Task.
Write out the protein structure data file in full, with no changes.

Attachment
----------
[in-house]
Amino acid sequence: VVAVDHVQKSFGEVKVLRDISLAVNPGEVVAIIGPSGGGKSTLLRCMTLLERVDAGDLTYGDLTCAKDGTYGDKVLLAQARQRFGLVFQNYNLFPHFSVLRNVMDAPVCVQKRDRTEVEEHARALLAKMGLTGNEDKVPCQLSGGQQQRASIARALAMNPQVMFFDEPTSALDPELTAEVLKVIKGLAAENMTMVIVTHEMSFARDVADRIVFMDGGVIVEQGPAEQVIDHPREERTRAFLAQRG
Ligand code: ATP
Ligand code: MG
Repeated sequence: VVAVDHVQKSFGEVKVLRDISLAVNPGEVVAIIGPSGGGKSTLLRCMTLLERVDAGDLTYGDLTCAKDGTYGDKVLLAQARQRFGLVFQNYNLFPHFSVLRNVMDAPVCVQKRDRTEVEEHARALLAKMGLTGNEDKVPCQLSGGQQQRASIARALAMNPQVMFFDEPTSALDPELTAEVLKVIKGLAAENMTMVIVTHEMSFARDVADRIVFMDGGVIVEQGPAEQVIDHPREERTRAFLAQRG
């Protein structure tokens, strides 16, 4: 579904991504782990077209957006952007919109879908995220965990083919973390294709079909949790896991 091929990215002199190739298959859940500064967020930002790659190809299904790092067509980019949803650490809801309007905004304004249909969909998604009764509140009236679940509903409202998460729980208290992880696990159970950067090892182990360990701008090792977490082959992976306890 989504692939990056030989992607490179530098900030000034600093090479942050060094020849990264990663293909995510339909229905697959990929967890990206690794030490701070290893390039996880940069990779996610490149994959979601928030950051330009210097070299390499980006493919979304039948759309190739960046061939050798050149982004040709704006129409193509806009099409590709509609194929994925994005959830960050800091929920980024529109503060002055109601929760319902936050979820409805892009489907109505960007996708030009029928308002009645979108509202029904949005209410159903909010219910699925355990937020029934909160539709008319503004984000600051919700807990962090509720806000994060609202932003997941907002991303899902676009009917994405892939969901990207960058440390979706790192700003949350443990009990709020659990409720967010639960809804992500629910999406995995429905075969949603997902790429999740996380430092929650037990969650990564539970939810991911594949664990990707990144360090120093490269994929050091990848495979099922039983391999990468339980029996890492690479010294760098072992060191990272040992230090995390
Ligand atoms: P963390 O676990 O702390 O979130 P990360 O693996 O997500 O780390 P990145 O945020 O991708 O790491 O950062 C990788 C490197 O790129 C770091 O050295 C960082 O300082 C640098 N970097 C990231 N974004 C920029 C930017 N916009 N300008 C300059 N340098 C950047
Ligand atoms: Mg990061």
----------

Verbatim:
[in-house]
Amino acid sequence: VVAVDHVQKSFGEVKVLRDISLAVNPGEVVAIIGPSGGGKSTLLRCMTLLERVDAGDLTYGDLTCAKDGTYGDKVLLAQARQRFGLVFQNYNLFPHFSVLRNVMDAPVCVQKRDRTEVEEHARALLAKMGLTGNEDKVPCQLSGGQQQRASIARALAMNPQVMFFDEPTSALDPELTAEVLKVIKGLAAENMTMVIVTHEMSFARDVADRIVFMDGGVIVEQGPAEQVIDHPREERTRAFLAQRG
Ligand code: ATP
Ligand code: MG
Repeated sequence: VVAVDHVQKSFGEVKVLRDISLAVNPGEVVAIIGPSGGGKSTLLRCMTLLERVDAGDLTYGDLTCAKDGTYGDKVLLAQARQRFGLVFQNYNLFPHFSVLRNVMDAPVCVQKRDRTEVEEHARALLAKMGLTGNEDKVPCQLSGGQQQRASIARALAMNPQVMFFDEPTSALDPELTAEVLKVIKGLAAENMTMVIVTHEMSFARDVADRIVFMDGGVIVEQGPAEQVIDHPREERTRAFLAQRG
């Protein structure tokens, strides 16, 4: 579904991504782990077209957006952007919109879908995220965990083919973390294709079909949790896991 091929990215002199190739298959859940500064967020930002790659190809299904790092067509980019949803650490809801309007905004304004249909969909998604009764509140009236679940509903409202998460729980208290992880696990159970950067090892182990360990701008090792977490082959992976306890 989504692939990056030989992607490179530098900030000034600093090479942050060094020849990264990663293909995510339909229905697959990929967890990206690794030490701070290893390039996880940069990779996610490149994959979601928030950051330009210097070299390499980006493919979304039948759309190739960046061939050798050149982004040709704006129409193509806009099409590709509609194929994925994005959830960050800091929920980024529109503060002055109601929760319902936050979820409805892009489907109505960007996708030009029928308002009645979108509202029904949005209410159903909010219910699925355990937020029934909160539709008319503004984000600051919700807990962090509720806000994060609202932003997941907002991303899902676009009917994405892939969901990207960058440390979706790192700003949350443990009990709020659990409720967010639960809804992500629910999406995995429905075969949603997902790429999740996380430092929650037990969650990564539970939810991911594949664990990707990144360090120093490269994929050091990848495979099922039983391999990468339980029996890492690479010294760098072992060191990272040992230090995390
Ligand atoms: P963390 O676990 O702390 O979130 P990360 O693996 O997500 O780390 P990145 O945020 O991708 O790491 O950062 C990788 C490197 O790129 C770091 O050295 C960082 O300082 C640098 N970097 C990231 N974004 C920029 C930017 N916009 N300008 C300059 N340098 C950047
Ligand atoms: Mg990061």